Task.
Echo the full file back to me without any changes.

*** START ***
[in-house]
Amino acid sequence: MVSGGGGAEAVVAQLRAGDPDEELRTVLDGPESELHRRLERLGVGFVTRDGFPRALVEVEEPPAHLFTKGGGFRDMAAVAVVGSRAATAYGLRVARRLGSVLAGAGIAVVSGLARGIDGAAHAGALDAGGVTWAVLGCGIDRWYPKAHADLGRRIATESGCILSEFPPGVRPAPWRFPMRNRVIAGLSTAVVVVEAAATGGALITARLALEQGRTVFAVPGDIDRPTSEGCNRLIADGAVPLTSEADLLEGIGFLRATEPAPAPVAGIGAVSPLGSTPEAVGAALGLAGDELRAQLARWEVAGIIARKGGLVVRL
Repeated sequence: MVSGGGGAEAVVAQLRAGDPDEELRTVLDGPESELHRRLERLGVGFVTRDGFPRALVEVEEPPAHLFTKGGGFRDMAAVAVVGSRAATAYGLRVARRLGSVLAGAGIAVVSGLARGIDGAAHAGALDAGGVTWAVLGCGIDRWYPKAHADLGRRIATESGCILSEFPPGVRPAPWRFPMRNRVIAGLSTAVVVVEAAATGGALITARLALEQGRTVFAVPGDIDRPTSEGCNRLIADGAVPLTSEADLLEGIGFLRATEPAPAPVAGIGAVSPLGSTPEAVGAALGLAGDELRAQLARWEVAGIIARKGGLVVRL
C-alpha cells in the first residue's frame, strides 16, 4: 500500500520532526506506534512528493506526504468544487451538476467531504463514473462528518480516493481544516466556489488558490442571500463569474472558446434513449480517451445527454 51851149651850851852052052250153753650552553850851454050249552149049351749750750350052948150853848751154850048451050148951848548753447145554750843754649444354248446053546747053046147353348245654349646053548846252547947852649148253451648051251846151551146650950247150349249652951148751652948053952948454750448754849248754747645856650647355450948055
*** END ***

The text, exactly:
[in-house]
Amino acid sequence: MVSGGGGAEAVVAQLRAGDPDEELRTVLDGPESELHRRLERLGVGFVTRDGFPRALVEVEEPPAHLFTKGGGFRDMAAVAVVGSRAATAYGLRVARRLGSVLAGAGIAVVSGLARGIDGAAHAGALDAGGVTWAVLGCGIDRWYPKAHADLGRRIATESGCILSEFPPGVRPAPWRFPMRNRVIAGLSTAVVVVEAAATGGALITARLALEQGRTVFAVPGDIDRPTSEGCNRLIADGAVPLTSEADLLEGIGFLRATEPAPAPVAGIGAVSPLGSTPEAVGAALGLAGDELRAQLARWEVAGIIARKGGLVVRL
Repeated sequence: MVSGGGGAEAVVAQLRAGDPDEELRTVLDGPESELHRRLERLGVGFVTRDGFPRALVEVEEPPAHLFTKGGGFRDMAAVAVVGSRAATAYGLRVARRLGSVLAGAGIAVVSGLARGIDGAAHAGALDAGGVTWAVLGCGIDRWYPKAHADLGRRIATESGCILSEFPPGVRPAPWRFPMRNRVIAGLSTAVVVVEAAATGGALITARLALEQGRTVFAVPGDIDRPTSEGCNRLIADGAVPLTSEADLLEGIGFLRATEPAPAPVAGIGAVSPLGSTPEAVGAALGLAGDELRAQLARWEVAGIIARKGGLVVRL
C-alpha cells in the first residue's frame, strides 16, 4: 500500500520532526506506534512528493506526504468544487451538476467531504463514473462528518480516493481544516466556489488558490442571500463569474472558446434513449480517451445527454 51851149651850851852052052250153753650552553850851454050249552149049351749750750350052948150853848751154850048451050148951848548753447145554750843754649444354248446053546747053046147353348245654349646053548846252547947852649148253451648051251846151551146650950247150349249652951148751652948053952948454750448754849248754747645856650647355450948055